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The influence of the mother's power on her child's labor in Mexico

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  • Reggio, Iliana

Abstract

In order to understand what motivates parents to send their children to work, I apply a collective household model introducing child labor explicitly. Using data from Mexico, I am able to estimate the mothers' bargaining power separately from the other parameters of the model. I find that an increase in a mother's bargaining power is associated with fewer hours of work for her daughters but not for her sons. This implies that policies that target the mother as the recipient of welfare benefits, if they manage to affect the distribution of power within the household, may affect her children's work with different impacts for boys and girls. This result also suggests that the distribution of bargaining power within the household is a relevant factor that should be considered when analyzing household's decisions.

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Bibliographic Info

Article provided by Elsevier in its journal Journal of Development Economics.

Volume (Year): 96 (2011)
Issue (Month): 1 (September)
Pages: 95-105

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Handle: RePEc:eee:deveco:v:96:y:2011:i:1:p:95-105

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Web page: http://www.elsevier.com/locate/devec

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Keywords: Child labor Collective household models Intra-household bargaining power;

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References

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  5. Mark M. Pitt & Shahidur R. Khandker & Omar Haider Chowdhury & Daniel L. Millimet, 1998. "Credit Programs for the Poor and the Nutritional Status of Children in Rural Bangladesh," Working Papers 98-4, Brown University, Department of Economics, revised 16 Jan 1998.
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Citations

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Cited by:
  1. Maertens, Miet & Verhofstadt, Ellen, 2012. "Horticultural exports, female wage employment and primary school enrolment: Theory and evidence from Senegal," Working Papers 146519, Katholieke Universiteit Leuven, Centre for Agricultural and Food Economics.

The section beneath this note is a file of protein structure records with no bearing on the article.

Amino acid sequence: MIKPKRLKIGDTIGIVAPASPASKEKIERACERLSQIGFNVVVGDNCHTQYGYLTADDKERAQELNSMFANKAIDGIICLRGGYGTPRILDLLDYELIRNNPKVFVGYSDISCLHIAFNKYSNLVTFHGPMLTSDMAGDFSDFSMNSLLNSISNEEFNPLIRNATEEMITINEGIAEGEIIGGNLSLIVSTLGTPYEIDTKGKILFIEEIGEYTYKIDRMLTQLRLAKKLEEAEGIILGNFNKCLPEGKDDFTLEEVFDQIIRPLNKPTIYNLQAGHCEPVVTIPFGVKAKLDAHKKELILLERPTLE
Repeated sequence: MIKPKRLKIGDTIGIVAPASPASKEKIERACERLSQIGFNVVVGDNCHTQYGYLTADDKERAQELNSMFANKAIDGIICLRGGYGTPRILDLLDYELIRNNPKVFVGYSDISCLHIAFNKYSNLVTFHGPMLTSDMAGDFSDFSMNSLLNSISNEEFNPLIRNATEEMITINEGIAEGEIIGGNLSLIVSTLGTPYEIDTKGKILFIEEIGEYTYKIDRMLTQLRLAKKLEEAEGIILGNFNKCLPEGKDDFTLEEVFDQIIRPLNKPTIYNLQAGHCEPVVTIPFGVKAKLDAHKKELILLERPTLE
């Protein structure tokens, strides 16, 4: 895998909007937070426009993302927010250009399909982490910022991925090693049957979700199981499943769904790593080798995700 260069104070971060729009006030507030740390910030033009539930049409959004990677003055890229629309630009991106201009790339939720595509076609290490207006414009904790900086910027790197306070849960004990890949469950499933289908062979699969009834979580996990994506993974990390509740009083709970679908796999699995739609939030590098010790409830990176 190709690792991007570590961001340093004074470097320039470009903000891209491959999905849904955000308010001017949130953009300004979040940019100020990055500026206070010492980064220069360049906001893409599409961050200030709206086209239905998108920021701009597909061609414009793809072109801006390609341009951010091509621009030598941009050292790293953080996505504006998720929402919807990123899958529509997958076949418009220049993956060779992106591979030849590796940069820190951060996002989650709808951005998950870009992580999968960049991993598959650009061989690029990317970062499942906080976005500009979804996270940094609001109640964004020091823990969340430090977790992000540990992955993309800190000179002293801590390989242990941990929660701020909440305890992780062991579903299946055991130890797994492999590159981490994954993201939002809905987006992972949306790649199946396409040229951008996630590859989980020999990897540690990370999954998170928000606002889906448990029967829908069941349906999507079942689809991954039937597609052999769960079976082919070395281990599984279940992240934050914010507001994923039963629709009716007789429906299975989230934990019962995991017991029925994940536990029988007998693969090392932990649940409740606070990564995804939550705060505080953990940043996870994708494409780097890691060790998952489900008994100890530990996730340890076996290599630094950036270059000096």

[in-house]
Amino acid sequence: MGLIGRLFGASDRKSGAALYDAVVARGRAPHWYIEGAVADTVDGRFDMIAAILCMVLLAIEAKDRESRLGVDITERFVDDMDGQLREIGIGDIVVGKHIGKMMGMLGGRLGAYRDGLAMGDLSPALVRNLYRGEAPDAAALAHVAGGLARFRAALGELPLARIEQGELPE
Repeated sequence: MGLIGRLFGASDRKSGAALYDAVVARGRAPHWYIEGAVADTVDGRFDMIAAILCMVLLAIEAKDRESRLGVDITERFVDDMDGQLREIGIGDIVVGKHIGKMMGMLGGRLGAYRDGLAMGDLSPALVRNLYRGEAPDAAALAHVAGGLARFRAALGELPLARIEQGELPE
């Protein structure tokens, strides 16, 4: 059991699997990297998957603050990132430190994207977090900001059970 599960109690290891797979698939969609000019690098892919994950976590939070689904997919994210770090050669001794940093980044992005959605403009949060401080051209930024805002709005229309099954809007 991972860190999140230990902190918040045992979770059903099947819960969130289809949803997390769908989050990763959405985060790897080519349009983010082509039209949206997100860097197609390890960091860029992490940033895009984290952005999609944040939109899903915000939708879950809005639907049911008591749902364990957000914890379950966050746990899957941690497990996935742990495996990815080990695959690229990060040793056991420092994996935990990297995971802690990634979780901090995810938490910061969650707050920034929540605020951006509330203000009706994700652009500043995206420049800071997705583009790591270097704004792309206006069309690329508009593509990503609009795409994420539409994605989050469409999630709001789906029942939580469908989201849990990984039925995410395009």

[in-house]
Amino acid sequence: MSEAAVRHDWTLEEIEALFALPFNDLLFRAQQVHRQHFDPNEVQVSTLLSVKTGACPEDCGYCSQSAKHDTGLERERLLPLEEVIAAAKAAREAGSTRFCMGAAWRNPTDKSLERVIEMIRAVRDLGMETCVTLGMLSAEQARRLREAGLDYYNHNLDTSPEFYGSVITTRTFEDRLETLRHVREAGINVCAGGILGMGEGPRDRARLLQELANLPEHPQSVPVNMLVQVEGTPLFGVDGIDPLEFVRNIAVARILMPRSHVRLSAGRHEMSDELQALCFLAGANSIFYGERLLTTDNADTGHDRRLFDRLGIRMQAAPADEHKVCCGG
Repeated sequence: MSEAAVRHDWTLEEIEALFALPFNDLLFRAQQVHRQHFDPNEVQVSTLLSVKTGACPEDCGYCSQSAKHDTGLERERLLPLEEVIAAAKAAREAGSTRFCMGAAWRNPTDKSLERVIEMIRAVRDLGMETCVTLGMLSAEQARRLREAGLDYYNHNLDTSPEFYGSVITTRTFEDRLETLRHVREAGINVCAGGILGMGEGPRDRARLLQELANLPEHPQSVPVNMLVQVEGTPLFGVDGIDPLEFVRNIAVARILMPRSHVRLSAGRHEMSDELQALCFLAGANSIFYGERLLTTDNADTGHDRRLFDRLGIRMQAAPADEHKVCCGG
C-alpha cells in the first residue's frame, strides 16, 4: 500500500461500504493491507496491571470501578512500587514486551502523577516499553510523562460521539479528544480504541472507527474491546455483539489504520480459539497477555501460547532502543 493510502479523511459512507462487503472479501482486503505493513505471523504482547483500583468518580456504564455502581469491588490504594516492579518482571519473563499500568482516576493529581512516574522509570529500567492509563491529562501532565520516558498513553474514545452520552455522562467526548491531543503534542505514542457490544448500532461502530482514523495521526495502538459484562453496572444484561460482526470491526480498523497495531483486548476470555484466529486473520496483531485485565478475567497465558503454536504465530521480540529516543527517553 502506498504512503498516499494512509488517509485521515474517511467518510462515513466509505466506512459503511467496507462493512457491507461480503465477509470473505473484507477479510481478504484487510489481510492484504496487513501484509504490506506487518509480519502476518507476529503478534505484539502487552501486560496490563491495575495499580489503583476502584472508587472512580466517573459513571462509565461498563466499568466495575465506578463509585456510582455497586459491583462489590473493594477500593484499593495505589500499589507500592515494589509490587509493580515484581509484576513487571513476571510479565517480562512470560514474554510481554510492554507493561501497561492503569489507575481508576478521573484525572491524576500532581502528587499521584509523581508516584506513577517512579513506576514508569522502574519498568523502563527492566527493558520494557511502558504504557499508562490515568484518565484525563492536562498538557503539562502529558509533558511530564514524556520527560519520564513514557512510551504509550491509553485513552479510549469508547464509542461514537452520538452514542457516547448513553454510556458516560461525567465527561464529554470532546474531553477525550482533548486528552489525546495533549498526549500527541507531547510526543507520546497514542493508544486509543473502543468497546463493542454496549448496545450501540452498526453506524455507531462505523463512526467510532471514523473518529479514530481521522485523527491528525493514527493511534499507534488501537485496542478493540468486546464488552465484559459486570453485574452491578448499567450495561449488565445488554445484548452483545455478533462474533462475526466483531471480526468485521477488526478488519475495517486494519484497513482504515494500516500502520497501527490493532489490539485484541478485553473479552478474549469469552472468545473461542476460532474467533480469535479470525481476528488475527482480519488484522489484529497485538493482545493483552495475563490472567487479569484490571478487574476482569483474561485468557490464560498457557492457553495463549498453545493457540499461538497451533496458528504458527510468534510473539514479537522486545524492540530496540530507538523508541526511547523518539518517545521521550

2. Martina Kirchberger, 2014. "Preferences over Leisure and Consumption of Siblings and Intra-Household Allocation," Economics Series Working Papers 713, University of Oxford, Department of Economics.
  3. Salma Ahmed, 2011. "Trade-off between Child Labour and Schooling in Bangladesh: Role of Parental Education," Development Research Unit Working Paper Series 21-11, Monash University, Department of Economics.
  4. Maertens, Miet & Verhofstadt, Ellen, 2013. "Horticultural exports, female wage employment and primary school enrolment: Theory and evidence from Senegal," Food Policy, Elsevier, vol. 43(C), pages 118-131.
  5. Maertens, Miet & Verhofstadt, Ellen, 2012. "Horticultural exports, female wage employment and primary school enrolment: Theory and evidence from a natural quasi-experiment in Senegal," 2012 Conference, August 18-24, 2012, Foz do Iguacu, Brazil 126856, International Association of Agricultural Economists.
  6. Djemai, Elodie & Arestoff, Florence, 2013. "Women's empowerment across the life cycle and generations: Evidence from Sub-Saharan Africa," Economics Papers from University Paris Dauphine 123456789/12351, Paris Dauphine University.
  7. Sonia Oreffice, 2011. "Culture and household decision making: Native and foreign-born couples' balance of power and labor supply choices in the US," Working Papers. Serie AD 2011-18, Instituto Valenciano de Investigaciones Económicas, S.A. (Ivie).
  8. repec:ese:iserwp:2013-06 is not listed on IDEAS

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